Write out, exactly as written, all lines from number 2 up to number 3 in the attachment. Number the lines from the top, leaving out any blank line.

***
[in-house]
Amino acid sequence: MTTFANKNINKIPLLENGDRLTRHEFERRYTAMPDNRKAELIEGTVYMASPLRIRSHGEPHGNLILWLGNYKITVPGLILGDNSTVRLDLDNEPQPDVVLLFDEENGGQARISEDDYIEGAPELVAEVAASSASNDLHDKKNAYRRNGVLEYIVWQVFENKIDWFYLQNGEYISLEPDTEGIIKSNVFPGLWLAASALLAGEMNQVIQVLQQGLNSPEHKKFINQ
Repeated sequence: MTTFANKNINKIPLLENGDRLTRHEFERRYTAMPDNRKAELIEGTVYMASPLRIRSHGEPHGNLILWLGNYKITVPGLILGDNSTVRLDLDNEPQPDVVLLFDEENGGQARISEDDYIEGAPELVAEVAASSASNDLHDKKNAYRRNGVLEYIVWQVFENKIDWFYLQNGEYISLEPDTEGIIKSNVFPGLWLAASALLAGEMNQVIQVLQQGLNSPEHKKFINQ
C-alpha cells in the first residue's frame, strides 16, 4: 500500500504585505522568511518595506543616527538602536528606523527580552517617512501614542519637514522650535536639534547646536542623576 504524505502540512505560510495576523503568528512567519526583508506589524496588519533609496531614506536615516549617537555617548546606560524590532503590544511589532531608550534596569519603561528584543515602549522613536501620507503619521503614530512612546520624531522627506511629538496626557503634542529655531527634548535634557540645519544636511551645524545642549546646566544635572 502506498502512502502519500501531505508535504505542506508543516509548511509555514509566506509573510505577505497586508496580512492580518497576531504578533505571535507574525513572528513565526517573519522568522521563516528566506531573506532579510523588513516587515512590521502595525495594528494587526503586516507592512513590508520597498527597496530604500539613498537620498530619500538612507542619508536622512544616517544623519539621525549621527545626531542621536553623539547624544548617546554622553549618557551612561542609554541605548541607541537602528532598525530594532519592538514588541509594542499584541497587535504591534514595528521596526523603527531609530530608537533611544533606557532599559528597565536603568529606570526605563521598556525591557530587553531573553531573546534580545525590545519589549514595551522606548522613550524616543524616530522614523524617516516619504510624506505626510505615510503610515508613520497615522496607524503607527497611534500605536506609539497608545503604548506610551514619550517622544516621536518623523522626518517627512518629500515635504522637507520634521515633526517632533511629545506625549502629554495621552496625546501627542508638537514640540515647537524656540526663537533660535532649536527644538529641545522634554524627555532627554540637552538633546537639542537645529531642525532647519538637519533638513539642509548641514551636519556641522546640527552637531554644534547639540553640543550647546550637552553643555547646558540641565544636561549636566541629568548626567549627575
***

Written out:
Amino acid sequence: MTTFANKNINKIPLLENGDRLTRHEFERRYTAMPDNRKAELIEGTVYMASPLRIRSHGEPHGNLILWLGNYKITVPGLILGDNSTVRLDLDNEPQPDVVLLFDEENGGQARISEDDYIEGAPELVAEVAASSASNDLHDKKNAYRRNGVLEYIVWQVFENKIDWFYLQNGEYISLEPDTEGIIKSNVFPGLWLAASALLAGEMNQVIQVLQQGLNSPEHKKFINQ
Repeated sequence: MTTFANKNINKIPLLENGDRLTRHEFERRYTAMPDNRKAELIEGTVYMASPLRIRSHGEPHGNLILWLGNYKITVPGLILGDNSTVRLDLDNEPQPDVVLLFDEENGGQARISEDDYIEGAPELVAEVAASSASNDLHDKKNAYRRNGVLEYIVWQVFENKIDWFYLQNGEYISLEPDTEGIIKSNVFPGLWLAASALLAGEMNQVIQVLQQGLNSPEHKKFINQ